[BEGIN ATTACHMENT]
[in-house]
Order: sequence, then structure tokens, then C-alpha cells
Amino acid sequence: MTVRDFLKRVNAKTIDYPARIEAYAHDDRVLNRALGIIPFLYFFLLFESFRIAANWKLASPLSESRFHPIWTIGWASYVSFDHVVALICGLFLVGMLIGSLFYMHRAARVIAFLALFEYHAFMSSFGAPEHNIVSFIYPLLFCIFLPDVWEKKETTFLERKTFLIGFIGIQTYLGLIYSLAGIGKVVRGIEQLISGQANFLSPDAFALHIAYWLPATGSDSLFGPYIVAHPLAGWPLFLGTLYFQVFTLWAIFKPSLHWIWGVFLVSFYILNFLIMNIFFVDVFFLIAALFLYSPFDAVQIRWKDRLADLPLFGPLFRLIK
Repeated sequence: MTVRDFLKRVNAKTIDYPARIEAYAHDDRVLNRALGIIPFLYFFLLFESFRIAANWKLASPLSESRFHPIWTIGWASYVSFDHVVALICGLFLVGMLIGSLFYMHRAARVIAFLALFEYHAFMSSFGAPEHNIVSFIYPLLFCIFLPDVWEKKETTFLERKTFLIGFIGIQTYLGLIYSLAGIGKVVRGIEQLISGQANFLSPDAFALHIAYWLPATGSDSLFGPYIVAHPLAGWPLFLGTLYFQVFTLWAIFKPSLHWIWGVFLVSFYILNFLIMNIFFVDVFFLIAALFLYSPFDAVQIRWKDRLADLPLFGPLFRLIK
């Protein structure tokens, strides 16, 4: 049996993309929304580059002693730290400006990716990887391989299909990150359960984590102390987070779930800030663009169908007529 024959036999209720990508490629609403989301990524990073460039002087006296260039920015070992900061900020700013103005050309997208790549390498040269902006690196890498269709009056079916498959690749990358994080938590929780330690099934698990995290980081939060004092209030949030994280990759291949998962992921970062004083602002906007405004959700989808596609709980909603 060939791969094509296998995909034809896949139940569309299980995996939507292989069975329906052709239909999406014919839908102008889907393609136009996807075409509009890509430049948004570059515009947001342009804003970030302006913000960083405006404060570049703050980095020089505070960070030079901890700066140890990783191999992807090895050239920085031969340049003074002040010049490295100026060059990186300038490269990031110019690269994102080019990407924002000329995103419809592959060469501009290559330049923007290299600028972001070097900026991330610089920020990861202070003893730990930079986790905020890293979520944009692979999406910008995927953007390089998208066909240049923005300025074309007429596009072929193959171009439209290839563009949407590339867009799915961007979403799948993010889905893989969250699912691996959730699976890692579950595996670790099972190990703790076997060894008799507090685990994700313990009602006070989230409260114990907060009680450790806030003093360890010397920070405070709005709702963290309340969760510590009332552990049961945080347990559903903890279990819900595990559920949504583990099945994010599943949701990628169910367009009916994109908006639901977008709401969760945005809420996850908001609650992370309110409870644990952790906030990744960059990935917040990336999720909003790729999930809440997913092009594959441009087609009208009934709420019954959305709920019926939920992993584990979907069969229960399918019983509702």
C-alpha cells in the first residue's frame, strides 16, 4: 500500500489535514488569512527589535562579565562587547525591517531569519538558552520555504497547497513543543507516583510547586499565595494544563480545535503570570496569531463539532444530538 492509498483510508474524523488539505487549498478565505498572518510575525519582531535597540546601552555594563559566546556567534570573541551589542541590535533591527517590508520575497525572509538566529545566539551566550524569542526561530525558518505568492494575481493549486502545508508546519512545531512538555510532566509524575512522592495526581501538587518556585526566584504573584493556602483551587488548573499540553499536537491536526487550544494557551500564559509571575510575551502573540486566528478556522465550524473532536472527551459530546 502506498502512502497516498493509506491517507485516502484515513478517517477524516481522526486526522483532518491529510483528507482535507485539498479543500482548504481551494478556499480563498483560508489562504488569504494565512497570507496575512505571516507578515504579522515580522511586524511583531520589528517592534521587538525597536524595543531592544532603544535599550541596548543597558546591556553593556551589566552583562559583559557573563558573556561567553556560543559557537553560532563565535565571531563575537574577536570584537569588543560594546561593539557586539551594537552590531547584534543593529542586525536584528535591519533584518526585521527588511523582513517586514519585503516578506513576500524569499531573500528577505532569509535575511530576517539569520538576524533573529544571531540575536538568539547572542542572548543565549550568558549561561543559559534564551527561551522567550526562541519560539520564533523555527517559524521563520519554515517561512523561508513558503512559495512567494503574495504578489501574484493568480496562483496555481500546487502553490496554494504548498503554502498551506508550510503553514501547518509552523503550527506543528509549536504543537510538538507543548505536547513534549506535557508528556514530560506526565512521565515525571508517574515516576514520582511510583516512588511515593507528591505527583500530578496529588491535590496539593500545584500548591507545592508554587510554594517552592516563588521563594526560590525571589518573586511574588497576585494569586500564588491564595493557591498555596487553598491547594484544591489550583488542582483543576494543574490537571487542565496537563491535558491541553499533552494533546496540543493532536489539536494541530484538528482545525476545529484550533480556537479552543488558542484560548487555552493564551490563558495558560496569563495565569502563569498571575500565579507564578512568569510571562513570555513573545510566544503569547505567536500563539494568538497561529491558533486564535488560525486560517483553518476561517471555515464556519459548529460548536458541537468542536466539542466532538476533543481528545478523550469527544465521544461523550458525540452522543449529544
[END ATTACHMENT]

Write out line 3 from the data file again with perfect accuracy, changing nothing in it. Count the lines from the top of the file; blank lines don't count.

Amino acid sequence: MTVRDFLKRVNAKTIDYPARIEAYAHDDRVLNRALGIIPFLYFFLLFESFRIAANWKLASPLSESRFHPIWTIGWASYVSFDHVVALICGLFLVGMLIGSLFYMHRAARVIAFLALFEYHAFMSSFGAPEHNIVSFIYPLLFCIFLPDVWEKKETTFLERKTFLIGFIGIQTYLGLIYSLAGIGKVVRGIEQLISGQANFLSPDAFALHIAYWLPATGSDSLFGPYIVAHPLAGWPLFLGTLYFQVFTLWAIFKPSLHWIWGVFLVSFYILNFLIMNIFFVDVFFLIAALFLYSPFDAVQIRWKDRLADLPLFGPLFRLIK